Tuesday, August 29, 2006

The definitive function of true art

More on "My" Language

If you have come this far, you know that language is not fixed, it is not complete; indeed it is merely (dare I say "merely?) an approximation to reality, our personal realities and our shared ones. In this light I would assert that language is one, but only one of the "connective tissues" that help build interpersonal realities.

I have tried to show, without the clutter and excess baggage of theory, but rather existentially, that words need not be thought of as bricks to build with, but clay to sculpt with. And a truly wonderful clay! It is soft and malleable to those who think it so. It is stiff and resistant if so imagined, for those whose "hands" are weak or untrained.

Perhaps it would be well to acknowledge my own errors and failures, instead of casting aspirins. When I compose, and until I'm compelled to produce a fair copy so others can have some hope of following my threads, my drafts are filled with innumerable alternative words, phrases, and images. Reducing this multi-layered mosaic into readable images is necessary, but inevitably diminishes the depth of those images. That is because in some cases there are no right words (at least that I am privy to), or there are many partly right words. So my poems suffer from inaccuracy and incompleteness.

When I am being more or less successful, each word is a vertex (or is it a vortex?) connecting vectors from multiple layers of reality. Their purpose is to expose, not conceal, those layers. This makes reading me slow going, but if one desires to truly understand reality, and not simply get by with the minimum amount of necessary awareness, every moment, every thought, every feeling, every word, quite obviously, is connected to a vast network of related "nodes."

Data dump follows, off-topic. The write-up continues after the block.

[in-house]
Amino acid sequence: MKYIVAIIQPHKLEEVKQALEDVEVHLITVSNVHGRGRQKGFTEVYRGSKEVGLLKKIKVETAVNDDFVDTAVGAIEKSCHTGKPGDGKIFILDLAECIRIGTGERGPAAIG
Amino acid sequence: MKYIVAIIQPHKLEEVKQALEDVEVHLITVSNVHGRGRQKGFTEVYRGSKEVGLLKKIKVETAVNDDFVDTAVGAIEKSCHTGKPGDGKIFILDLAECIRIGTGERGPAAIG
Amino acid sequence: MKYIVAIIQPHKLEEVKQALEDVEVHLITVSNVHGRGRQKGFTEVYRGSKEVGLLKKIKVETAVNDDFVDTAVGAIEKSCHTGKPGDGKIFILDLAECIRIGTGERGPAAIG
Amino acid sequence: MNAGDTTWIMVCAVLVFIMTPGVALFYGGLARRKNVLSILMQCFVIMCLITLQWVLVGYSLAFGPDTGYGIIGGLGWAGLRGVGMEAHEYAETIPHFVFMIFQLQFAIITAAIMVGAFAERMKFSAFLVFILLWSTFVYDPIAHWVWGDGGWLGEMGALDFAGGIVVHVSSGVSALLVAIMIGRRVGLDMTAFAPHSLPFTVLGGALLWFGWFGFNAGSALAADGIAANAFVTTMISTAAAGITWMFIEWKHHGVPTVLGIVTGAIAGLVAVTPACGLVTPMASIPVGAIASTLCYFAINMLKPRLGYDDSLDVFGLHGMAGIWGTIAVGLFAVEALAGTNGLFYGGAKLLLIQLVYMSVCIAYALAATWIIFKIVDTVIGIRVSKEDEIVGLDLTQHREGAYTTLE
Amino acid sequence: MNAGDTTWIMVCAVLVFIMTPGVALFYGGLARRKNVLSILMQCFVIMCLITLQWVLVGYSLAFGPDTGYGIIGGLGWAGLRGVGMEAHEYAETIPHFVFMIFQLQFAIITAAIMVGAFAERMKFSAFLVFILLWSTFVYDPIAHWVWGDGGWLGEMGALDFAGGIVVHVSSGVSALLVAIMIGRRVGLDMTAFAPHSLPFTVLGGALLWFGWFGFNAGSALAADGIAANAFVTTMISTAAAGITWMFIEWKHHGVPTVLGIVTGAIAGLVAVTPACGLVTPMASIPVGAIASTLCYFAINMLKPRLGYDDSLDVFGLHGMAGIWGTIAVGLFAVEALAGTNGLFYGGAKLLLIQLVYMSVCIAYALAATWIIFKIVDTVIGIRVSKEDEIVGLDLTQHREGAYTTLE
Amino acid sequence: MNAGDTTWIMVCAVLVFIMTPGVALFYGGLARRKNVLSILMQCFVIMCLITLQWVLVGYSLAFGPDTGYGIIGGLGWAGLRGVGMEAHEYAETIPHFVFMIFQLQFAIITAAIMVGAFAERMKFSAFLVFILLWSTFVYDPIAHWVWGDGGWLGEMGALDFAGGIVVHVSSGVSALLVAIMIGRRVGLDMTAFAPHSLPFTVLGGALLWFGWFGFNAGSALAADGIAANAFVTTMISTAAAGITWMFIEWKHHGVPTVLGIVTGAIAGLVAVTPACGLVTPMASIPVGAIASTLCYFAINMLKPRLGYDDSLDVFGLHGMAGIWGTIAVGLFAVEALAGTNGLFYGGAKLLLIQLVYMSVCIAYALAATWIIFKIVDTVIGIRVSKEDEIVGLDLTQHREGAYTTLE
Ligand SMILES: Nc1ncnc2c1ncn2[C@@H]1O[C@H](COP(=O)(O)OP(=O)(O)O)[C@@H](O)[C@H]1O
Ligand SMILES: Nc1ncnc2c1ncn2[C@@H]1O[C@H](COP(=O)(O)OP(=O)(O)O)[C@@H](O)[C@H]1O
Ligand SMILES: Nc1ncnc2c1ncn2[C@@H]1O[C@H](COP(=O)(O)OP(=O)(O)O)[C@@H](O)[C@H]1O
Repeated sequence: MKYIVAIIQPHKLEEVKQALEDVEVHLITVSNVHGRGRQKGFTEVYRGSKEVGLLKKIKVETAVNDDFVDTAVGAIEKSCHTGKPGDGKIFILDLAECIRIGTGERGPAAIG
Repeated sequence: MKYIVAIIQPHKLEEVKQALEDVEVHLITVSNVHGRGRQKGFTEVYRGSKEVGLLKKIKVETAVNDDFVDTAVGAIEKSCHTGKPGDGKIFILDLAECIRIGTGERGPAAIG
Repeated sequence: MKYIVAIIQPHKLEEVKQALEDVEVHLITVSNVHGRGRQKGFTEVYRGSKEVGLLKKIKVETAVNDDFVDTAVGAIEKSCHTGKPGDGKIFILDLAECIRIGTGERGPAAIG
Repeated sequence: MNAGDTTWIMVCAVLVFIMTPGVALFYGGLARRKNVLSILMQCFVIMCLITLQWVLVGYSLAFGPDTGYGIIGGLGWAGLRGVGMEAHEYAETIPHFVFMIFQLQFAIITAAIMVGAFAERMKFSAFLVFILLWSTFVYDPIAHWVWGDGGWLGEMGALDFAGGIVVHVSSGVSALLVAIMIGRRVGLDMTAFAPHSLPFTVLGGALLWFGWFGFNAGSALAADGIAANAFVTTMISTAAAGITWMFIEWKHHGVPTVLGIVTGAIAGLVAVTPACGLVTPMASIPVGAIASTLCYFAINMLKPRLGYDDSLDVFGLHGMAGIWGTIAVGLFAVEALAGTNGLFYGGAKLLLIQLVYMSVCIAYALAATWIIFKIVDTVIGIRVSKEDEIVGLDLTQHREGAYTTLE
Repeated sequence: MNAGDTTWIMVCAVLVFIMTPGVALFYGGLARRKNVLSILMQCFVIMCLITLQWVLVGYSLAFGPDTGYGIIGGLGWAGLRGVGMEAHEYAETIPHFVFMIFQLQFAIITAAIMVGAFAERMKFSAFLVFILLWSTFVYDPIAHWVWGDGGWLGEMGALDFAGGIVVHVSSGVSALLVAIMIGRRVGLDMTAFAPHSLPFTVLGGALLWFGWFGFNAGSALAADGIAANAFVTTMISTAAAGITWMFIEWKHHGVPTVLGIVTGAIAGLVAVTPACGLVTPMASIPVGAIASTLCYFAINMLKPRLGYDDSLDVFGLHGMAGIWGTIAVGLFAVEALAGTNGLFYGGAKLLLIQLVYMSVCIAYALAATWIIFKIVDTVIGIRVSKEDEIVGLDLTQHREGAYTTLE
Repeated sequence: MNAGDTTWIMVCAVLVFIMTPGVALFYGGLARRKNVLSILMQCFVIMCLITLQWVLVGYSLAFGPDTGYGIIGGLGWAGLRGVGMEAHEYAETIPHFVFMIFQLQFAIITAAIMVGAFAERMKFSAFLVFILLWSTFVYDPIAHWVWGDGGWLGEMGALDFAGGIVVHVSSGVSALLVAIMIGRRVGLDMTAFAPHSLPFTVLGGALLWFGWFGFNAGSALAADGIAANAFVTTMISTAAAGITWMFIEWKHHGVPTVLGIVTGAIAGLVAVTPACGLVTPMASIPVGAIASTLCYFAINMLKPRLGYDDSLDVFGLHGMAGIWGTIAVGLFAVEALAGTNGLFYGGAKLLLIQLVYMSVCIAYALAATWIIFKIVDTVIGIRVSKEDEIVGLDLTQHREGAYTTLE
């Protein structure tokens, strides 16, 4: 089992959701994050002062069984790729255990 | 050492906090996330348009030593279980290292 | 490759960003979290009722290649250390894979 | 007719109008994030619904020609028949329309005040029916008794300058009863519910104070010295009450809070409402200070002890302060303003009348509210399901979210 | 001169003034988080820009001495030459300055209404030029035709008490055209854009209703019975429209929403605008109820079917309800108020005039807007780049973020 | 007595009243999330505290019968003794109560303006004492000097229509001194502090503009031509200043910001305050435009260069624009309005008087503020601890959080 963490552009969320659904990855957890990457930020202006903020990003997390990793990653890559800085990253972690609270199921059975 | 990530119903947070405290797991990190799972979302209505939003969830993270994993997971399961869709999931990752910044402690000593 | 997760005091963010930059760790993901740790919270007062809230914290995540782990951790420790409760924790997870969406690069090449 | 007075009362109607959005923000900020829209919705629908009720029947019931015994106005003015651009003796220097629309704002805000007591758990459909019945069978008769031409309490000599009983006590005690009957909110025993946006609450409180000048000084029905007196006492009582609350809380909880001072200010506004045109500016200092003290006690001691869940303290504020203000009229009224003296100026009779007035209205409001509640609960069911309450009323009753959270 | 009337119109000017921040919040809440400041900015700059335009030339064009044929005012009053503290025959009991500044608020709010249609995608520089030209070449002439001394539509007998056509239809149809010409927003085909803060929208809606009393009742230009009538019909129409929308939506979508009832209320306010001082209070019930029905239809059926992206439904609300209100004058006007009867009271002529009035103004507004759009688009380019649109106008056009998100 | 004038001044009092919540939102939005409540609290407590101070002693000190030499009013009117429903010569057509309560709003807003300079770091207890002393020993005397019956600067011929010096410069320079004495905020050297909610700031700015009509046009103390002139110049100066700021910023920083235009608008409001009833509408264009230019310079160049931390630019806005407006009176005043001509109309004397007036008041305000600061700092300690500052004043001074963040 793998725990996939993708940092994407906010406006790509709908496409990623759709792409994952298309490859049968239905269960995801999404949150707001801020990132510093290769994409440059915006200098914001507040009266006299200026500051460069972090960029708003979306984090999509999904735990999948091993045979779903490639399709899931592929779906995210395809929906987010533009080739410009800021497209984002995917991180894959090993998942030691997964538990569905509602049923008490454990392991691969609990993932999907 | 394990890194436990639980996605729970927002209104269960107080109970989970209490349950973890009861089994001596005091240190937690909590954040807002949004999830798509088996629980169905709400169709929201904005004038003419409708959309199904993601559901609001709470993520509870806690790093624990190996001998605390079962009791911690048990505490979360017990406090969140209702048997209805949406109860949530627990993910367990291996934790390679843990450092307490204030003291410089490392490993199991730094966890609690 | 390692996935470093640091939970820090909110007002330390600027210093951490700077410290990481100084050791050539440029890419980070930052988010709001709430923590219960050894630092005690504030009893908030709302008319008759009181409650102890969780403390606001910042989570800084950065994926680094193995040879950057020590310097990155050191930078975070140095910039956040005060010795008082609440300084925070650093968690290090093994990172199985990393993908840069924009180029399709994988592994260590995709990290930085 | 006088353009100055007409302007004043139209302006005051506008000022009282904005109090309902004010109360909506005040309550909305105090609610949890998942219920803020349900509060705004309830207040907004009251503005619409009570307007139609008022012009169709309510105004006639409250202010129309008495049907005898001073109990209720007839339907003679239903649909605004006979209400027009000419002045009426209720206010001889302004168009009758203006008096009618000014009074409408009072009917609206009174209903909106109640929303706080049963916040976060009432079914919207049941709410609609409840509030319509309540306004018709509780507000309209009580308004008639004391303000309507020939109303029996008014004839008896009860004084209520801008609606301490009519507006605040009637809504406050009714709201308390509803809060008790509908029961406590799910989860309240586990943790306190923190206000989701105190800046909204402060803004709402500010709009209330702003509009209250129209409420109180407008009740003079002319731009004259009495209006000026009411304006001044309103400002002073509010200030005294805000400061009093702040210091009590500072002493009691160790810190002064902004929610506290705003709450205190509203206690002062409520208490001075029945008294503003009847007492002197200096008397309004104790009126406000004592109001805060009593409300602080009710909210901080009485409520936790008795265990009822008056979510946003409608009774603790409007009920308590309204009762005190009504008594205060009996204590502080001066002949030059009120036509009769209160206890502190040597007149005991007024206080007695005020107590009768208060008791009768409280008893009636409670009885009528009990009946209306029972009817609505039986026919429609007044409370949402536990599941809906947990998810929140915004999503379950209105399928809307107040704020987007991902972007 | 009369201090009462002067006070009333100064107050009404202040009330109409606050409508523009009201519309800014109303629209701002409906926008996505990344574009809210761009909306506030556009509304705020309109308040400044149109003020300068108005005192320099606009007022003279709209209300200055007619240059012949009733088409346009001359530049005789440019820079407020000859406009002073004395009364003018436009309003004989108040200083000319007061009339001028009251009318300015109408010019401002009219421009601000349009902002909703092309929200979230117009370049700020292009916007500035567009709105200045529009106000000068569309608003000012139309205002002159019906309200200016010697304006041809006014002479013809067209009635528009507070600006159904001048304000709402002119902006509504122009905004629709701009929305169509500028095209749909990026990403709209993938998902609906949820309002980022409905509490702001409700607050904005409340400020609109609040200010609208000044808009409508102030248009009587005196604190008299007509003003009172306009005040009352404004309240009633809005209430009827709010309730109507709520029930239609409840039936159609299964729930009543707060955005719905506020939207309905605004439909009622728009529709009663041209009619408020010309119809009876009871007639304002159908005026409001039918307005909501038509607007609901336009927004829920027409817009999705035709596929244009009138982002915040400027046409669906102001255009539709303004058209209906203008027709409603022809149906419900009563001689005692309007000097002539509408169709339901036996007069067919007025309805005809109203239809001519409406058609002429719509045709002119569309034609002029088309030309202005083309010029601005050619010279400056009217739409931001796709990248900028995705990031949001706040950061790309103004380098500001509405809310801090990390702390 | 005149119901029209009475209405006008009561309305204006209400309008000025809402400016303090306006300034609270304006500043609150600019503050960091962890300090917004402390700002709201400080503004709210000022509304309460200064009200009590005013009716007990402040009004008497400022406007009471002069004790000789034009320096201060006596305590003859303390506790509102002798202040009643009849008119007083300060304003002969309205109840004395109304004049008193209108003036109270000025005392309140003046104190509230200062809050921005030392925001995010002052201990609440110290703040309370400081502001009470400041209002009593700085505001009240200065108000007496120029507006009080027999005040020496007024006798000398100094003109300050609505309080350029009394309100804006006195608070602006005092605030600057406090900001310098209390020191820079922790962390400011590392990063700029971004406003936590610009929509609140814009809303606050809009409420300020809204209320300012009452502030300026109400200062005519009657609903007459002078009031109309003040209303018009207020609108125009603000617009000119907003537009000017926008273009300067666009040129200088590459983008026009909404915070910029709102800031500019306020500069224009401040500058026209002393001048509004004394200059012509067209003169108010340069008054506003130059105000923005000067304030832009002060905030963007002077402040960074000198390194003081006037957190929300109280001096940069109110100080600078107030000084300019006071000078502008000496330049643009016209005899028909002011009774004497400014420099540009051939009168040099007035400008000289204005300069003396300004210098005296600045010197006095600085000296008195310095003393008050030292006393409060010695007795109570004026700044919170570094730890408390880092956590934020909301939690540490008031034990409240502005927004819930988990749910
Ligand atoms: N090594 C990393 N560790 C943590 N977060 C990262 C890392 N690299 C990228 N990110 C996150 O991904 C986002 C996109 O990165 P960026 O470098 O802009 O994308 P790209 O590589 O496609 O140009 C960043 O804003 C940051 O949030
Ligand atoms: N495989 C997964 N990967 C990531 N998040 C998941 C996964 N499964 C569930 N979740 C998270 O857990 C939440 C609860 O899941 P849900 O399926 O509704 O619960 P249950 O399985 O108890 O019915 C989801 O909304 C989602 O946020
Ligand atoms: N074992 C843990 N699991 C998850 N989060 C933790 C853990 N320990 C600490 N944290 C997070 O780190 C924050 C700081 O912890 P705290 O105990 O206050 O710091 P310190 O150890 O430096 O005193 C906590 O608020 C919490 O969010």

Too often I have not made those connections, or I've only made a few when many were possible. More problematic is when I have been inaccurate. I have distorted or muddied reality, rather than clarifying it. Therefore, I can only rely on you to correct me or expand upon the narrow apertures I've tried to open.

One final note about "reality." It is important to distinguish between the complex, incomplete, and often discontinuous images that expose reality (ie the contents of consciousness), on the one hand, and the spectrum of common and accessible conventions that are used to distort the forms of most modern "art," on the other. Modern art, on the one extreme, creates self-contained narratives that hide or deny discontinuities and contradictions. It is really a form of illusionism and unreality. Popular novels and films do this to great financial success. At the other extreme, we find self-absorbed experimentalism, in which reality, and conscience especially, have become insignificant determinants, or inconvenient obstructions. While both extremes of art, literature, and music can entertain or delight the senses, they cannot be taken as serious. The definitive function of true art is its imperative to inspire moral clarity, ethical action, and spiritual awakening.

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